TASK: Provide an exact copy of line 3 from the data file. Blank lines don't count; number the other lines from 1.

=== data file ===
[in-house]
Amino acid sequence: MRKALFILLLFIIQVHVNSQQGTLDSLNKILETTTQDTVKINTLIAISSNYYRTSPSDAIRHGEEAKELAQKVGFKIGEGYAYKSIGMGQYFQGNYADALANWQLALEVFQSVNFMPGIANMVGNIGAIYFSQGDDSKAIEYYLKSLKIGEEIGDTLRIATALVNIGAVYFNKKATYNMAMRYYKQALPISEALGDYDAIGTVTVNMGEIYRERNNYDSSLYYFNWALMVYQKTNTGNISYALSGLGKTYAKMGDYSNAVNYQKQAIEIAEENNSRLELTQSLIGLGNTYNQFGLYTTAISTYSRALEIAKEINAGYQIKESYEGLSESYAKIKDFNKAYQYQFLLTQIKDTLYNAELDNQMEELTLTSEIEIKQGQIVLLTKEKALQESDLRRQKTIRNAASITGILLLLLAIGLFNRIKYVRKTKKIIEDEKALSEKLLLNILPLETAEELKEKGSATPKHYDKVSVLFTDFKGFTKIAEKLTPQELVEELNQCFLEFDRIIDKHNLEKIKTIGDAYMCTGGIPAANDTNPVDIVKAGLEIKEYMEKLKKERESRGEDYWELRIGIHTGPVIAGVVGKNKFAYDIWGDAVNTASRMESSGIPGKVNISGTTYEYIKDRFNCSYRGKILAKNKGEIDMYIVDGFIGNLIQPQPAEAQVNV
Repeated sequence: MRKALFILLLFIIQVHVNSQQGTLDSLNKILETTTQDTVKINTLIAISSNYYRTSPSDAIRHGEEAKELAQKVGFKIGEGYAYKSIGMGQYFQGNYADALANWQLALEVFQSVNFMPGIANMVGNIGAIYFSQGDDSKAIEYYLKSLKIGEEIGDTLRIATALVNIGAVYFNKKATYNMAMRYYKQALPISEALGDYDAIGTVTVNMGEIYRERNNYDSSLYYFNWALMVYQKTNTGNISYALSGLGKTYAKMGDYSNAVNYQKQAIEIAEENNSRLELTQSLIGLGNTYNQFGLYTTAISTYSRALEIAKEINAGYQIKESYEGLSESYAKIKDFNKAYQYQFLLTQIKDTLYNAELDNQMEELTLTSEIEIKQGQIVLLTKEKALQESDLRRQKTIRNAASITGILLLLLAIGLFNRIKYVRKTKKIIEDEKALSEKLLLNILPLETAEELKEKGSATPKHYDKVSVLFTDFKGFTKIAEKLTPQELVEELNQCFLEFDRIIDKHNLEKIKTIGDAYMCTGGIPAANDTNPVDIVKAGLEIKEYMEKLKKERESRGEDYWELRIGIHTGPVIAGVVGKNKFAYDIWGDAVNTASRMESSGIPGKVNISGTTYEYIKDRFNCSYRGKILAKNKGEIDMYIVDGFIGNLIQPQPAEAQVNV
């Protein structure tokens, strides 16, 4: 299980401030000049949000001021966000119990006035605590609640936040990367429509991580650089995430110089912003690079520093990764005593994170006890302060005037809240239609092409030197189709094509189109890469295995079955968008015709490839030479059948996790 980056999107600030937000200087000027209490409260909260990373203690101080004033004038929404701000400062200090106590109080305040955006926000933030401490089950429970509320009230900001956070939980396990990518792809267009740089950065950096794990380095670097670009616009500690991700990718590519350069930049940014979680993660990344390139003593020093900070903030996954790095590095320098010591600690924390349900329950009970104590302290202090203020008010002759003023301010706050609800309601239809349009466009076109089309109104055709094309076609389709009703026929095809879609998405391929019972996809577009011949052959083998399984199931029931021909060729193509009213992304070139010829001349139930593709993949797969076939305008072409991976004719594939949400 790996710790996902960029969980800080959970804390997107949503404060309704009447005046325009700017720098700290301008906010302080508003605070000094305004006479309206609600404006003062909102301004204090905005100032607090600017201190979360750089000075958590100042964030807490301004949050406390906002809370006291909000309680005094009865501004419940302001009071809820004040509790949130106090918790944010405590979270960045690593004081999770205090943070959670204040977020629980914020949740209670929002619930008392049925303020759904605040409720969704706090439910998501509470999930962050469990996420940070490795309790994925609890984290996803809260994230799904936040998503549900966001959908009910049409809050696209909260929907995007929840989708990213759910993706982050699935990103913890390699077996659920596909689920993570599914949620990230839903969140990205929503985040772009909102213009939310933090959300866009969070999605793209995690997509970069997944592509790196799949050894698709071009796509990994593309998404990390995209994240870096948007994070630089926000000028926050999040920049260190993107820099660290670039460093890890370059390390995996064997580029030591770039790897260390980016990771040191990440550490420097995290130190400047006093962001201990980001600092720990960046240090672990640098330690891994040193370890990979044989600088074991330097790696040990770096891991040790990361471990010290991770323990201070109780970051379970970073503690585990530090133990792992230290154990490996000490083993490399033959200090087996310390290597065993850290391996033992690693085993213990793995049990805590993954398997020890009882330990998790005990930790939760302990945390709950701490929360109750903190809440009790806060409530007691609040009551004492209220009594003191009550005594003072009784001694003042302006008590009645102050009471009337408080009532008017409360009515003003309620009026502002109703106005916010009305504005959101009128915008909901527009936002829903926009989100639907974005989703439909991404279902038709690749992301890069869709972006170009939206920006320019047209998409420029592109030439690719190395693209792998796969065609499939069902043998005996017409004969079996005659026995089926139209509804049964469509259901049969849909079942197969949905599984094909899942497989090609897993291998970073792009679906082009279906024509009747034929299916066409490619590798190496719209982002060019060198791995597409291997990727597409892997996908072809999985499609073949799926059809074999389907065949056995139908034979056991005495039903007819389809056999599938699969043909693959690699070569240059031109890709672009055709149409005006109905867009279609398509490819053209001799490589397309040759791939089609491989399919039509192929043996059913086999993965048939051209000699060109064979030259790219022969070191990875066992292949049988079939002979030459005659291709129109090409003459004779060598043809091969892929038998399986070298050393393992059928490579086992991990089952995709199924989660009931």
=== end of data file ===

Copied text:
Repeated sequence: MRKALFILLLFIIQVHVNSQQGTLDSLNKILETTTQDTVKINTLIAISSNYYRTSPSDAIRHGEEAKELAQKVGFKIGEGYAYKSIGMGQYFQGNYADALANWQLALEVFQSVNFMPGIANMVGNIGAIYFSQGDDSKAIEYYLKSLKIGEEIGDTLRIATALVNIGAVYFNKKATYNMAMRYYKQALPISEALGDYDAIGTVTVNMGEIYRERNNYDSSLYYFNWALMVYQKTNTGNISYALSGLGKTYAKMGDYSNAVNYQKQAIEIAEENNSRLELTQSLIGLGNTYNQFGLYTTAISTYSRALEIAKEINAGYQIKESYEGLSESYAKIKDFNKAYQYQFLLTQIKDTLYNAELDNQMEELTLTSEIEIKQGQIVLLTKEKALQESDLRRQKTIRNAASITGILLLLLAIGLFNRIKYVRKTKKIIEDEKALSEKLLLNILPLETAEELKEKGSATPKHYDKVSVLFTDFKGFTKIAEKLTPQELVEELNQCFLEFDRIIDKHNLEKIKTIGDAYMCTGGIPAANDTNPVDIVKAGLEIKEYMEKLKKERESRGEDYWELRIGIHTGPVIAGVVGKNKFAYDIWGDAVNTASRMESSGIPGKVNISGTTYEYIKDRFNCSYRGKILAKNKGEIDMYIVDGFIGNLIQPQPAEAQVNV